Most works seem to fit into a collection, just how many collections there are is hard to fathom. One popular collection now sits with a private collector locally, purchased as a bulk lot and hung in a Karaoke room as a conversation piece like no other. The collection is made up of 60 works on wood showing various shots of wedgie porn screenshot from the internet. (Apparently, wedgie porn IS a thing). The images have been stylised in a wood burn and hasty paint kind of way and it takes a keen eye to pick up whats going on at first, but once you come to recognise swaths of pink as flesh then the mind can fill in many blanks. The images have moved far enough away from realism to no longer be pornographic in their intent, and this in part is some of their wonder. As part of Jonny’s condition he has lost his discretion and so travels to places that others would leave hidden behind closed doors. Once you know that this thread runs through his work it is everywhere. A hunk of wood made into a building could contain some very vibrant happenings, there are dildos floating around interior scenes and on the sides of 80s game machines, there's even a rather charming rendition of wonder girl and wonder dog, which on close inspection reveals corners of human imagination usually disclosed in plastic wrap or behind the velvet curtain. Unsurprisingly the works that journey into pornography or fetishism are some of Jonny’s most popular.
But there is utter innocence in equal measures. Jonny has had me up into the small hours on messenger discussing ancient Egyptian politics. He delights in the great monuments of the world and paints spaceships, celebrities and scenes from his favourite computer games. He makes pictures of bands as part of his music collection, puts together intricate game boards with dice and action cards, paints TV characters, adverts for Pak n Save and Covid 19 billboards. There's the Tentacle Monster collection from circa 2018, where monsters and unicorns dwell in barren landscapes with half moons and floating skulls. He has made TVs complete with all the plugs and buttons and painted scenes of the Mona Lisa presenting the news. He decorates chalices to resemble illuminati keepsakes, transforms odd shaped pieces of wood into weapons and wooden bears into golf trophies. You name it, probably Jonny will be up to giving it a whirl.
Seven years since his first exhibition there are works on wood tucked into nooks and crannies around Snails, perched on windowsills and stacked in boxes in our basement. He has had 6 exhibitions at Snails, with each exhibition he has been able to dig deeper into his oeuvre and explore new terrain. His most recent collection is called ULSC, or the Urban Landscape Collection and is inspired by what he imagines Palmerston North to look like in the year 9999AD. The collection transforms blocks of wood into high rise buildings assembled with model motorways, food trucks and vehicles into a city scape. The work doesn’t stop with its exhibition, in fact it’s as if Jonny is writing the book for community engagement that any council officer could only dream of. The work became a submission to the 10 year plan, was paid a visit by the city's chief town planner and has made it close to being acquisitioned by the local museum. We are expecting a visit from the Mayor and the CEO of the PNCC in the next month. His visions involve monorails and condominiums all fueled by an inventive magnetic system painted onto the tops and bottoms of each unit. There's a language strewn all over the city, one that Jonny has the ability to translate. His vision may seem far flung for us right now, but perhaps we need to take a visionary leaf from Jonny’s book and perhaps having the ability to imagine a new and better world is going to be the best chance we have in attaining just that.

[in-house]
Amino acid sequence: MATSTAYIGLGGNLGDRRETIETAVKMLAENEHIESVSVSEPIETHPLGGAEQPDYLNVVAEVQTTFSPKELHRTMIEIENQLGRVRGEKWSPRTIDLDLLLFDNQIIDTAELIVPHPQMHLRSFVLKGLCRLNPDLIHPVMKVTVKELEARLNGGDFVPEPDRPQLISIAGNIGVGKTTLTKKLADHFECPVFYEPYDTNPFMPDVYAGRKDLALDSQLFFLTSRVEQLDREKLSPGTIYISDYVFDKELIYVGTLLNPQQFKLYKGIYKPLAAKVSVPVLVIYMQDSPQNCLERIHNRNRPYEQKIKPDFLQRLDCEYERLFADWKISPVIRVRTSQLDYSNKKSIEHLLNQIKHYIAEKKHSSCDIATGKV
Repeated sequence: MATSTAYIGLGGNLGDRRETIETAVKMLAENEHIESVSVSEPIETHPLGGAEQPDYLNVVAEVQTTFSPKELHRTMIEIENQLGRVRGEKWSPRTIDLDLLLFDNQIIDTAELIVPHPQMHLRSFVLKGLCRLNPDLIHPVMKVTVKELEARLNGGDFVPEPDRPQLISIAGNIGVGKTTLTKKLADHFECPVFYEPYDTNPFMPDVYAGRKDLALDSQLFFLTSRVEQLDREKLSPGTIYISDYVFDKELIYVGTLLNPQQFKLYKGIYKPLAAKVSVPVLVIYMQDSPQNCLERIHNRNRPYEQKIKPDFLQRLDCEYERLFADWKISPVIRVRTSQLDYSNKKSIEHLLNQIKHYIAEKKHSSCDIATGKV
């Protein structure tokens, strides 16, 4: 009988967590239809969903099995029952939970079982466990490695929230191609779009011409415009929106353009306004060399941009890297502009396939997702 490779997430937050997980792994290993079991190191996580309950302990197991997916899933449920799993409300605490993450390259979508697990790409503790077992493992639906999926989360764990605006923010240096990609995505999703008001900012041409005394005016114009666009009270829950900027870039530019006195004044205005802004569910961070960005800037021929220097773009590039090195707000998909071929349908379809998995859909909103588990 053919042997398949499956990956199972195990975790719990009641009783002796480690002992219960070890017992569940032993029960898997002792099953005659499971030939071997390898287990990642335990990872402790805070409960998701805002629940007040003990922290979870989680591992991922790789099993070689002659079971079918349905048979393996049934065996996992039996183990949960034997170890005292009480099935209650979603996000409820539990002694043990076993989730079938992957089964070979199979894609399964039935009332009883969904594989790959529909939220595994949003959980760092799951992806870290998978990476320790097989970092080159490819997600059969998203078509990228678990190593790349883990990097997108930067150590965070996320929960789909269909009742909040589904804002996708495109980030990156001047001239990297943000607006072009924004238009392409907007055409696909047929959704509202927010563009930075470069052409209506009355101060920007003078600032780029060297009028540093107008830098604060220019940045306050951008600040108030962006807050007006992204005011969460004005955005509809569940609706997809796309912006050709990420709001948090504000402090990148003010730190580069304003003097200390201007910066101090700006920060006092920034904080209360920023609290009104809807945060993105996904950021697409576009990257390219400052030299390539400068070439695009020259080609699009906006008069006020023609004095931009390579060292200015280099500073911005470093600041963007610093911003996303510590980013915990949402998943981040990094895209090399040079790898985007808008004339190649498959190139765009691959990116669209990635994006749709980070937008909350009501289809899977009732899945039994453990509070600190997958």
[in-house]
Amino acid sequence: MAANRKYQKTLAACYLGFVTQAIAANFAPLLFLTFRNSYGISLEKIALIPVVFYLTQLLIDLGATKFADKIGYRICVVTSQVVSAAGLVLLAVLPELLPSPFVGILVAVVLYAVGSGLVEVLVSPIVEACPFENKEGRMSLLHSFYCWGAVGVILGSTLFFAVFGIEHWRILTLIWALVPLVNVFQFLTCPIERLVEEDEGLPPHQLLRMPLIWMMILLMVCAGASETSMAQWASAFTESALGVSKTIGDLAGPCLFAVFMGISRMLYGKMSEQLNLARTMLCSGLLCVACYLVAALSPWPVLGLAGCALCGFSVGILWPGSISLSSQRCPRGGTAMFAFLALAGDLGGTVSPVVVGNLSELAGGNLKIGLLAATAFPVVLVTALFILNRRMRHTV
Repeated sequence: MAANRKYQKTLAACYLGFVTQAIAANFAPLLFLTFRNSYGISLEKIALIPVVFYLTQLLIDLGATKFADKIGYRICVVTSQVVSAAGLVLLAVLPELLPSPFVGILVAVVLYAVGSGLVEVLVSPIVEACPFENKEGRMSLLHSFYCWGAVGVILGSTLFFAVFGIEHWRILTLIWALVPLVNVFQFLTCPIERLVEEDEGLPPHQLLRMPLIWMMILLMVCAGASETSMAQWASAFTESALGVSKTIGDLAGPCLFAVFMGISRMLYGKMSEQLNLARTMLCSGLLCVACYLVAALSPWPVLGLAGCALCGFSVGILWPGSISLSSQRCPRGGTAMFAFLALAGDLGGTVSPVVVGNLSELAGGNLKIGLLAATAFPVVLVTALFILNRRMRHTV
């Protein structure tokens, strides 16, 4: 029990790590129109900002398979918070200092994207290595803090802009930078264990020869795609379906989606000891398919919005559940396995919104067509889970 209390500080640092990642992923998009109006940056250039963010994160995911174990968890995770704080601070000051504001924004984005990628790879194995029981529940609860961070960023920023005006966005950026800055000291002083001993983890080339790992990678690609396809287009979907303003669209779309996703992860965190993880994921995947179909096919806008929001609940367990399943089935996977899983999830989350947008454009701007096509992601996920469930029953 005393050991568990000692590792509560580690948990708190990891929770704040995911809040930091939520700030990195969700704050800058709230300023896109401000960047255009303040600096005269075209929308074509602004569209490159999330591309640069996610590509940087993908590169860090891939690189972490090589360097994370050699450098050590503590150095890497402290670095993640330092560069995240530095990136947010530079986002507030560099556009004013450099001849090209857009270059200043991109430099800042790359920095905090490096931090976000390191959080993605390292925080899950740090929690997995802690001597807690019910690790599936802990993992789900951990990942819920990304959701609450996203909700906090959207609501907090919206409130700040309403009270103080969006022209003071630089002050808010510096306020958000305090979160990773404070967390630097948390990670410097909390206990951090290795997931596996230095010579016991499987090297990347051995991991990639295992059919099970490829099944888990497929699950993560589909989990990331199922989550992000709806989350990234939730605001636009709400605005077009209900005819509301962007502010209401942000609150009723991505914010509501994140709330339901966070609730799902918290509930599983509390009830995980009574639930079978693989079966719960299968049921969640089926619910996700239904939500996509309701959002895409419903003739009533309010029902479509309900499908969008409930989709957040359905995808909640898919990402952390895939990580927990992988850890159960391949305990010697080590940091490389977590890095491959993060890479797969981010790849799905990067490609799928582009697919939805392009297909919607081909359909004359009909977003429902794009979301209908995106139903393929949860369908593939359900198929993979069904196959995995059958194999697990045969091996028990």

Jonny arrives at work at around 10am every Friday. He is the Janitor, a title that he bestowed upon himself. He has a list of tasks, clean the loos, sweep and mop, vacuum, the dishes. He does them while listening to a plethora of obscure sci-fi inspired synthesisor tracks interspersed with old school Micheal Jackson remixes. At lunchtime someone knocks up a lunch with silverbeet from his garden, perhaps some noodles and whatever anyone else has bought in washed down with strong coffee. During the day there are many tales. One day he is arranging a fishing trip and reassures us that when he catches a great white shark he would be happy to share the feast, the next week he is arranging his Christmas plans, even as early as March.
Jonny is stable, he is a constant. Not only does he show up, but he contributes to the kai, he brings a constant stream of good art, his curious mind is flooding with ideas, he offers to help on the door and enjoys shows, he loves his job, company, the art and the community.
This is what artist run spaces are for. Jonny ticks all the boxes for participation at Snails, an area that's often difficult for those of us who have boxes that need ticking for funding purposes. Jonny is a model engager, he not only gets it, but he is pioneering the way for other artists. In some moments it seems that spaces like Snails are made for people like Jonny. But the real magic comes when people like Jonny inhabit spaces that are also made for a plethora of other people, other people who in some ways are just like Jonny.